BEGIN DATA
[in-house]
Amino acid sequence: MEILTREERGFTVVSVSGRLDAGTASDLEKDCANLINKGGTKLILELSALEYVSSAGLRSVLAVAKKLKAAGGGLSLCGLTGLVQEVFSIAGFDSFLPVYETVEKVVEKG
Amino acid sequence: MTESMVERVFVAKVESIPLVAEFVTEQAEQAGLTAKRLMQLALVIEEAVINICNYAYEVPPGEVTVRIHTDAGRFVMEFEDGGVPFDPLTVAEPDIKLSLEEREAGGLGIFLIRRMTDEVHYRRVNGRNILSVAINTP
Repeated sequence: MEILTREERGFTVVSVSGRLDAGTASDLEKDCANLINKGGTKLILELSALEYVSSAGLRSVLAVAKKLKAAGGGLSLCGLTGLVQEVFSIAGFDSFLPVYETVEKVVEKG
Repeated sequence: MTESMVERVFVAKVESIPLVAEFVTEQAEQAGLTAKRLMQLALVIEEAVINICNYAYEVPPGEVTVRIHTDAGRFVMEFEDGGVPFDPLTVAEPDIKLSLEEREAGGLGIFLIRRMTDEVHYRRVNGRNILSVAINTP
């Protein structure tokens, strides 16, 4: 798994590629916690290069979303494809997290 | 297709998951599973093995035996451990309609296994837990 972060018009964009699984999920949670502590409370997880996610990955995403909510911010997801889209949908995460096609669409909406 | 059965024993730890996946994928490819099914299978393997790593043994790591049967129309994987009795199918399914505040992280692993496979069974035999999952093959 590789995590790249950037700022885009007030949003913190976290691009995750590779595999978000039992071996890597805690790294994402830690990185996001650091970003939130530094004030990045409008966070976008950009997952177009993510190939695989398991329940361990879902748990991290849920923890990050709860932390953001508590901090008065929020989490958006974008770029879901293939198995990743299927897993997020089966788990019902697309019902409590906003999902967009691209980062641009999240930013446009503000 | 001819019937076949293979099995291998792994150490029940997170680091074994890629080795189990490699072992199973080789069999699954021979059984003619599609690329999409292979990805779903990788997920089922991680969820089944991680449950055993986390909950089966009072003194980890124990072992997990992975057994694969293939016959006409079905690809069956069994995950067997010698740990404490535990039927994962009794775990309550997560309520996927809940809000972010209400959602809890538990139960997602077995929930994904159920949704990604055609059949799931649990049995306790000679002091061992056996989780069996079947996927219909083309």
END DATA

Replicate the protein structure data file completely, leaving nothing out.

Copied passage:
[in-house]
Amino acid sequence: MEILTREERGFTVVSVSGRLDAGTASDLEKDCANLINKGGTKLILELSALEYVSSAGLRSVLAVAKKLKAAGGGLSLCGLTGLVQEVFSIAGFDSFLPVYETVEKVVEKG
Amino acid sequence: MTESMVERVFVAKVESIPLVAEFVTEQAEQAGLTAKRLMQLALVIEEAVINICNYAYEVPPGEVTVRIHTDAGRFVMEFEDGGVPFDPLTVAEPDIKLSLEEREAGGLGIFLIRRMTDEVHYRRVNGRNILSVAINTP
Repeated sequence: MEILTREERGFTVVSVSGRLDAGTASDLEKDCANLINKGGTKLILELSALEYVSSAGLRSVLAVAKKLKAAGGGLSLCGLTGLVQEVFSIAGFDSFLPVYETVEKVVEKG
Repeated sequence: MTESMVERVFVAKVESIPLVAEFVTEQAEQAGLTAKRLMQLALVIEEAVINICNYAYEVPPGEVTVRIHTDAGRFVMEFEDGGVPFDPLTVAEPDIKLSLEEREAGGLGIFLIRRMTDEVHYRRVNGRNILSVAINTP
């Protein structure tokens, strides 16, 4: 798994590629916690290069979303494809997290 | 297709998951599973093995035996451990309609296994837990 972060018009964009699984999920949670502590409370997880996610990955995403909510911010997801889209949908995460096609669409909406 | 059965024993730890996946994928490819099914299978393997790593043994790591049967129309994987009795199918399914505040992280692993496979069974035999999952093959 590789995590790249950037700022885009007030949003913190976290691009995750590779595999978000039992071996890597805690790294994402830690990185996001650091970003939130530094004030990045409008966070976008950009997952177009993510190939695989398991329940361990879902748990991290849920923890990050709860932390953001508590901090008065929020989490958006974008770029879901293939198995990743299927897993997020089966788990019902697309019902409590906003999902967009691209980062641009999240930013446009503000 | 001819019937076949293979099995291998792994150490029940997170680091074994890629080795189990490699072992199973080789069999699954021979059984003619599609690329999409292979990805779903990788997920089922991680969820089944991680449950055993986390909950089966009072003194980890124990072992997990992975057994694969293939016959006409079905690809069956069994995950067997010698740990404490535990039927994962009794775990309550997560309520996927809940809000972010209400959602809890538990139960997602077995929930994904159920949704990604055609059949799931649990049995306790000679002091061992056996989780069996079947996927219909083309």